Poems: By William Cowper, ... In Two Volumes. ...
J. Johnson, 1787
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appears arms beneath bids cauſe charms cloſe command deep delight divine dream earth employ ev'ry eyes face facred fair fall fame fancy fear feel feem fhall fhine fhould fide fight fire folly fome foon foul ftill fuch fweet give glory grace half hand head hear heart heav'n hope hour human juft juſt kind knows land laſt laws light live loft look mankind mean meet mind moſt muſt nature never night once pain peace perhaps plain play pleaſe pleaſure poor pow'r praiſe pride prove race ſcene ſtand teach tell thee thefe theme theſe thine things thoſe thou thought thouſand tongue true truth virtue waft whofe whoſe wife wrong
Side 168 - He loved the world that hated him : the tear That dropped upon his Bible was sincere: Assailed by scandal and the tongue of strife, His only answer was, a blameless life; And he that forged, and he that threw the dart, Had each a brother's interest in his heart.
Side 87 - Just knows, and knows no more, her Bible true— A truth the brilliant Frenchman never knew; And in that charter reads with sparkling eyes Her title to a treasure in the skies.
Side 306 - How fleet is a glance of the mind ! Compared with the speed of its flight, The tempest itself lags behind, And the swift-winged arrows of light. When I think of my own native land In a moment I seem to be there; But alas! recollection at hand Soon hurries me back to despair.
Side 333 - AND is this all ? Can Reason do no more Than bid me shun the deep, and dread the shore ? Sweet moralist ! afloat on life's rough sea, The Christian has an art unknown to thee : He holds no parley with unmanly fears ; Where Duty bids he confidently steers, Faces a thousand dangers at her call, And, trusting in his God, surmounts them all.
Side 87 - Yon cottager, who weaves at her own door, Pillow and bobbins all her little store, Content though mean, and cheerful if not gay, Shuffling her threads about the livelong day, Just earns a scanty pittance, and at night Lies down secure, her heart and pocket light...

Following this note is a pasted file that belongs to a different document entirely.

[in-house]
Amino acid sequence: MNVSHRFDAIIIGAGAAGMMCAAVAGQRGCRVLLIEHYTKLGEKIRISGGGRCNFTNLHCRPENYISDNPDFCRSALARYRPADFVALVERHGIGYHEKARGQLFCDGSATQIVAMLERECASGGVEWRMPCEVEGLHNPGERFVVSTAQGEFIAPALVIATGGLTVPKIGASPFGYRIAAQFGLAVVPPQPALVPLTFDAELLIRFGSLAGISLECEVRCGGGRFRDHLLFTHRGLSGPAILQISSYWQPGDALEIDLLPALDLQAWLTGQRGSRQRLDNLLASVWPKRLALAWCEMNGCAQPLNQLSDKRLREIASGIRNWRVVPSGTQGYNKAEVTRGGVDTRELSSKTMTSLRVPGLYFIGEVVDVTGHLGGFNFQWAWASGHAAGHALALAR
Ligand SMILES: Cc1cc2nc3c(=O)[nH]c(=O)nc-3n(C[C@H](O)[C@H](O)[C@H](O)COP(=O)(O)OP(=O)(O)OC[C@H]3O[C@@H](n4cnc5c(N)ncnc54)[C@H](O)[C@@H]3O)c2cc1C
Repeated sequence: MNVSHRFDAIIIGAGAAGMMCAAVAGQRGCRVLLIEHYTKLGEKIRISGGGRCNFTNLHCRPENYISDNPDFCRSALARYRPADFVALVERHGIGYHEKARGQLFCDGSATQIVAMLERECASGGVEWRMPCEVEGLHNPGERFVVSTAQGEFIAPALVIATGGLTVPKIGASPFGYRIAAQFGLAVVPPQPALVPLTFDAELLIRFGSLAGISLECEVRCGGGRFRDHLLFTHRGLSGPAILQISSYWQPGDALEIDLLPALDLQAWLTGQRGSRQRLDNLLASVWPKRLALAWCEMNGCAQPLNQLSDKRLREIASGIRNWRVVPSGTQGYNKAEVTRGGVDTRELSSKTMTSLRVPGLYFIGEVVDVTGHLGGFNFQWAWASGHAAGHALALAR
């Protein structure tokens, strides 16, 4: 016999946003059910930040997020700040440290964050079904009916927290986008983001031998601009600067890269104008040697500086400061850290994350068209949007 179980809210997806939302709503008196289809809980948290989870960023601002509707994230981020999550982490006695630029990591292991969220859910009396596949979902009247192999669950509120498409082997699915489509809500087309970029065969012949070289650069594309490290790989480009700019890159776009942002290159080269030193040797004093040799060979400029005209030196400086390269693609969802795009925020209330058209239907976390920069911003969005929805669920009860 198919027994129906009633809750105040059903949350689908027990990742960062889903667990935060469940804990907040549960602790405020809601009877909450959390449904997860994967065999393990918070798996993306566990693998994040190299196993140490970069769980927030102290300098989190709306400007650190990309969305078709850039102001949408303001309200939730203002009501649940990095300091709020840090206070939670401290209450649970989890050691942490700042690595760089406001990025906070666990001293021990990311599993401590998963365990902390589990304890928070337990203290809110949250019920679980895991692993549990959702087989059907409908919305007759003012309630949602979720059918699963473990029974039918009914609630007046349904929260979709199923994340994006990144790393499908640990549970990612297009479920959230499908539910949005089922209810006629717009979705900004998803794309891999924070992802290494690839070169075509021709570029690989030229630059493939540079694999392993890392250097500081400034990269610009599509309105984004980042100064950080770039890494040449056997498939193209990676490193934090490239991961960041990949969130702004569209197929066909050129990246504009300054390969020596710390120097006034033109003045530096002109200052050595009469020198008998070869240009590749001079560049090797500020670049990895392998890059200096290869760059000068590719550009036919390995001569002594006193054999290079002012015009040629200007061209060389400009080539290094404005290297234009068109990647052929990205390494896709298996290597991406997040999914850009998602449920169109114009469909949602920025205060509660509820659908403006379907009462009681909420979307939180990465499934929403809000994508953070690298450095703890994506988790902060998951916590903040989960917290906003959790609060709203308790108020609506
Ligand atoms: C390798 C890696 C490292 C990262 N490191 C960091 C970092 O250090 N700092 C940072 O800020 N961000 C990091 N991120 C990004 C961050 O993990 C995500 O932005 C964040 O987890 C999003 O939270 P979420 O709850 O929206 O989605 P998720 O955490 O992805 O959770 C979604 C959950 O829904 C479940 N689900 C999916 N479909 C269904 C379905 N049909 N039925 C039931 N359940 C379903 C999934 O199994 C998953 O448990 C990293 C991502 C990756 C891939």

Side 324 - Had cheered the village with his song, Nor yet at eve his note suspended, Nor yet when eventide was ended, Began to feel, as well he might, The keen demands of appetite ; When, looking eagerly around, He spied far off, upon the ground, A something shining in the dark, And knew the glow-worm by his spark, So stooping down from hawthorn top, He thought to put him in his crop. The worm, aware of his intent, Harangued him thus right eloquent — Did you admire my lamp...
Side 335 - Fond of the speculative height, Thither he wings his airy flight, And thence securely sees The bustle and the rareeshow That occupy mankind below, Secure and at his ease.
Side 291 - Nor those of learn'd philologists, who chase A panting syllable through time and space, Start it at home, and hunt it in the dark, To Gaul, to Greece, and into Noah's ark ; But such as learning, without false pretence, The friend of truth, the associate of sound sense.
Side 352 - WHEN the British warrior queen, Bleeding from the Roman rods, Sought, with an indignant mien, Counsel of her country's gods, Sage beneath the spreading oak Sat the Druid, hoary chief; Every burning word he spoke Full of rage and full of grief.
Side 88 - Her title to a treasure in the skies. O happy peasant ! O unhappy bard ! His the mere tinsel, hers the rich reward ; He praised perhaps for ages yet to come, She never heard of half a mile from home ; He lost in errors his vain heart prefers, She safe in the simplicity of hers.